It makes you happy and successful, and how much you have is totally within your control. Here’s how to build it up, no matter what your starting point.

Portrait of Tammy Strobel
It makes you happy and successful, and how much you have is totally within your control. Here’s how to build it up, no matter what your starting point.
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To get what you want – at work, in the gym, in your life – it’s crucial to have confidence, which is something we’ve all learned through experience. But the degree to which that mindset matters when driving your success may surprise you. “Confidence is on par with competence when it comes to achievement,” says Cameron Anderson, a professor in the Haas School of Business at University of California, Berkeley.

When you feel good about yourself, you are willing to take risks and better able to rebound from setbacks. You also think more creatively and push yourself harder, he says. Confidence even helps you harness the positive power of stress, according to research from the University of Chicago.

People who are unsure of themselves are more likely to see symptoms of tension (like sweaty palms) as signs that they’re about to fail, which becomes a self-fulfilling prophecy. Confident people aren’t bogged down by such negativity and can reap the benefits of the stress response (like sharper thinking) and perform better under pressure.

“Genetics account for up to 34 per cent of confidence,” Cameron says. You control the other two-thirds. How confident you feel is based on calculations your brain makes by weighing factors like past experiences against traits like optimism. Improving your confidence means mastering that equation. These tips will help.


People who have what experts call “growth mindsets” – the belief that anyone can become good at something, regardless of their initial skill level – tend to be more confident than those who think skills are innate, Cameron says. A growth mindset incites you to move past failures and take more encouragement from success.

To adopt this positive-thinking style, he suggests paying attention to small wins. “These will build your belief in your abilities, so when you’re confronted with more difficult tasks, you’ll feel more selfassured,” he says. Celebrating those minor achievements also helps you see all your progress as you work toward a goal.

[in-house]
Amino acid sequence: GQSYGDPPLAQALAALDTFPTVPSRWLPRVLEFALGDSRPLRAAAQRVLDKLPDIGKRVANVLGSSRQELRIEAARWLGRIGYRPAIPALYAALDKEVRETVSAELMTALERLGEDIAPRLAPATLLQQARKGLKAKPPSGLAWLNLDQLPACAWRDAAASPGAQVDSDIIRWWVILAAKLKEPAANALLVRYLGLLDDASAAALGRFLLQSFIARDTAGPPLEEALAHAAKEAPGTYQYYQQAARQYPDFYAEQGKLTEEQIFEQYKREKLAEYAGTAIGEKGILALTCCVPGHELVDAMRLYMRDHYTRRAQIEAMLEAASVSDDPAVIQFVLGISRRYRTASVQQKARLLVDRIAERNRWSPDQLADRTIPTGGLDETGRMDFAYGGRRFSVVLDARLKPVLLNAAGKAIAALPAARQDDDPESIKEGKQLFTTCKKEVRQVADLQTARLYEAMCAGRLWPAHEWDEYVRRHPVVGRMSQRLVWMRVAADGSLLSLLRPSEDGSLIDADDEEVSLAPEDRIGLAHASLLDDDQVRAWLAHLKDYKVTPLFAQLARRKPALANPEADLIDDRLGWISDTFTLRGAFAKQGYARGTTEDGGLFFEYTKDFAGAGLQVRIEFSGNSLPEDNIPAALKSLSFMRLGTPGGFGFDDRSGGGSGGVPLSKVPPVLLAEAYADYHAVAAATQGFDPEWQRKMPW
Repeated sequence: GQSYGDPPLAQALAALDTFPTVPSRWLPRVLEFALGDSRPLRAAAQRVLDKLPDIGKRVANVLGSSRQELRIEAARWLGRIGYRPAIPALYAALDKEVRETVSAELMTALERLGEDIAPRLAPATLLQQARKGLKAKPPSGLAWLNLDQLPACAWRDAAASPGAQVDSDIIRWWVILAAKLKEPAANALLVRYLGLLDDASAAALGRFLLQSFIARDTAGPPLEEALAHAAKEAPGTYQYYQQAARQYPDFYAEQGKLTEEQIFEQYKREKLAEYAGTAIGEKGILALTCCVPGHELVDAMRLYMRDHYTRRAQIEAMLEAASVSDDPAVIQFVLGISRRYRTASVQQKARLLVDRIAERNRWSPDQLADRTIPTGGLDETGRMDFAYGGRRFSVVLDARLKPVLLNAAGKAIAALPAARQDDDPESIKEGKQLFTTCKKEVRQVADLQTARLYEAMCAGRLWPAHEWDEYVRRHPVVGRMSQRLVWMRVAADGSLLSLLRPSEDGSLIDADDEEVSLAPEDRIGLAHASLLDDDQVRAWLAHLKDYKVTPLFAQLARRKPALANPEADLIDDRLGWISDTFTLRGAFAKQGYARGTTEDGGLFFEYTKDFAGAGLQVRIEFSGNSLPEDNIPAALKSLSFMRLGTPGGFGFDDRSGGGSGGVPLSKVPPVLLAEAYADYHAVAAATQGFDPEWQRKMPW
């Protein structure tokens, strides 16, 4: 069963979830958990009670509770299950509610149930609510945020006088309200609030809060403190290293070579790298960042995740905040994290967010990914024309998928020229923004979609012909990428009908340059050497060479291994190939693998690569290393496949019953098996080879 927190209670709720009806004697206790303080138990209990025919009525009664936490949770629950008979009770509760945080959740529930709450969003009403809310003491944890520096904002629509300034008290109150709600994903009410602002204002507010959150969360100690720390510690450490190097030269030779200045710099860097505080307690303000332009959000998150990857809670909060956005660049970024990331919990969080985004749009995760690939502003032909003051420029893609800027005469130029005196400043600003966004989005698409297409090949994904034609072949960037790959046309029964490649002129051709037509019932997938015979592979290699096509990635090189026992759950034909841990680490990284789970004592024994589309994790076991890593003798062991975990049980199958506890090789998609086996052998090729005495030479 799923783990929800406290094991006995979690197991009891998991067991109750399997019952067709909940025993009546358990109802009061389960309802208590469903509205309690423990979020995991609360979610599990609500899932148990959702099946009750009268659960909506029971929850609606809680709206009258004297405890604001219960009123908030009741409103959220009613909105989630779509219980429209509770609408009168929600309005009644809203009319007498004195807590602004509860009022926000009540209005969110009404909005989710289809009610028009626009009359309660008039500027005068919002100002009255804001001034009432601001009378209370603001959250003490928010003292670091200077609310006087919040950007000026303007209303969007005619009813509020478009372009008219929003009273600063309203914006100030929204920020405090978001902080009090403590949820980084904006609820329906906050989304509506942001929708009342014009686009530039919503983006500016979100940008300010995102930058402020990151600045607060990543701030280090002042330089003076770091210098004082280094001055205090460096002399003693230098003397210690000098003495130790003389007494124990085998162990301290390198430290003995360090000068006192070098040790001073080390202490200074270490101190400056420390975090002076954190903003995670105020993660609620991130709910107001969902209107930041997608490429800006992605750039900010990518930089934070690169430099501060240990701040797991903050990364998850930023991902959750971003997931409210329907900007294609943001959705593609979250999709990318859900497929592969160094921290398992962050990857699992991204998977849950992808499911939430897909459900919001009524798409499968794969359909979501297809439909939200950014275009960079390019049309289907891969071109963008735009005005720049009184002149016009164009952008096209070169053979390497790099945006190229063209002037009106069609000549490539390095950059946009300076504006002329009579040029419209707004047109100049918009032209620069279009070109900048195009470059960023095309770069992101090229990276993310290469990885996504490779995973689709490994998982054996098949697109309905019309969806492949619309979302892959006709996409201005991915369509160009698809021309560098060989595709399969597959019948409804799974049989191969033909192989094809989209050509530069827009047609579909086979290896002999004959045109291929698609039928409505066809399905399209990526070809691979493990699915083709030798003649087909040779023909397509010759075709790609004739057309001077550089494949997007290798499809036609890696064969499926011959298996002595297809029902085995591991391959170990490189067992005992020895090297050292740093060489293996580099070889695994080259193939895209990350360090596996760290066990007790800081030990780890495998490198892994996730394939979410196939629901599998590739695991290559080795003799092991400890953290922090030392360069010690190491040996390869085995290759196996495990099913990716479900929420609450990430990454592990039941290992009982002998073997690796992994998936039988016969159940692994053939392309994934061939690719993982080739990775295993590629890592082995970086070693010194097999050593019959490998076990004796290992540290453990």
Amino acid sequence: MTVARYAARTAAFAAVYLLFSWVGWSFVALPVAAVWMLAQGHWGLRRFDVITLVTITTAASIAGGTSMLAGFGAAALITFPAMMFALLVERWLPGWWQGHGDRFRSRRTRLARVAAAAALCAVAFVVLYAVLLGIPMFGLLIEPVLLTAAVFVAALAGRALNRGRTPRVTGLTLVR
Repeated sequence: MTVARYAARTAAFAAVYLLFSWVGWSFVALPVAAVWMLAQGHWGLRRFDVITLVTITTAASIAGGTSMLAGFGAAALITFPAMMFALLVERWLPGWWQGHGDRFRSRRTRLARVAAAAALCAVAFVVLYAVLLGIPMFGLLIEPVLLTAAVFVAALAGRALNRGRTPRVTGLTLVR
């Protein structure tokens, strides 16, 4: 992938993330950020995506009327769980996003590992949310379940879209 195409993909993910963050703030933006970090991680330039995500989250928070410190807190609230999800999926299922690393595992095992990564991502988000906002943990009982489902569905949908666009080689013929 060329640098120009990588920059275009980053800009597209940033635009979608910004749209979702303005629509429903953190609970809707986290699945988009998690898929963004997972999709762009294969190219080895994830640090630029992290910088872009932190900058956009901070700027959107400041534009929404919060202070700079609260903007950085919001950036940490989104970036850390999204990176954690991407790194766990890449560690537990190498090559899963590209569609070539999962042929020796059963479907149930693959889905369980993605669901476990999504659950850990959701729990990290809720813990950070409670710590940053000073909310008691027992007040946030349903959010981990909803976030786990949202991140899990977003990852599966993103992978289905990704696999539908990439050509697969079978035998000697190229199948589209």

Working out is one of the most powerful things you can do to increase confidence, says Louisa Jewell, author of Wire Your Brain for Confidence: The Science of Conquering Self-Doubt. “When you exercise, your brain receives messages from your body that say, ‘I’m strong and capable. I can lift heavy things and run long distances’,” she explains.

Exercise releases energising, moodboosting endorphins, relieves tension, and distracts you from negative thoughts, says Oili Kettunen, an expert in health exercise at the Sport Institute of Finland. To benefit, do at least 180 minutes of exercise a week, or 30 to 40 minutes five days a week, she says. And work out in the morning if you can swing it. “The lasting sense of accomplishment you get will influence your behaviour all day,” Louisa says.


Certain poses may help you build confidence, according to new research in the journal Frontiers in Psychology. The mountain pose (standing with your legs together and spine as well as chest lifted) and eagle pose (standing with your arms raised to shoulder height and crossed in front of the chest) boost energy and feelings of empowerment. Why? Other research shows yoga may stimulate the vagus nerve – a cranial nerve that runs from the brain to the abdomen – and increase stamina, well-being, and self-esteem, says study author Agnieszka Golec de Zavala.

The changes were evident after just two minutes, she adds. Her advice: “Do yoga regularly. It may have long-lasting benefits. It can affect the central nervous system in a profound, enduring way to improve energy and build confidence.”


People create narratives about their abilities, says Louisa. “That’s when you tell yourself, I’m not the CrossFit type, or I’m terrified of public speaking,” she explains.

But you have the power to redefine how you self-categorise to blow past those mental barriers. Start with the way you talk to yourself. When you’re thinking about an area of your life that triggers self-doubt, use third-person pronouns: “Jennifer is nervous” instead of “I’m nervous,” researchers from the University of Buffalo suggest.

It sounds silly, but it works. People who used the technique before giving a speech felt more positive about their performance than those who didn’t. Third-person thinking may create a sense of distance between you and whatever is igniting your insecurity. It lets you reinvent yourself as someone more accomplished.


When you imagine or visualise yourself doing something, your brain reacts as if you were really doing it, research from the University of Washington shows. That helps when you’re training for a specific event, like running a race or giving a wedding toast.

But certain visualisation exercises also help increase your overall selfesteem. Start by picturing a situation where you feel most confident, suggests Mandy Lehto, a UK-based personal coach. Make the scenario as specific as possible. How are you standing? What are you wearing? Do this for a couple of minutes once or twice a day, Mandy says. It works because it lets you practice feeling self-assured, strengthening the brain circuits that tell you you’re prepared and capable. After a while, you’ll be able to draw on those positive feelings whenever you need them.

When you feel good about yourself, you are willing to take risks and better able to rebound from setbacks.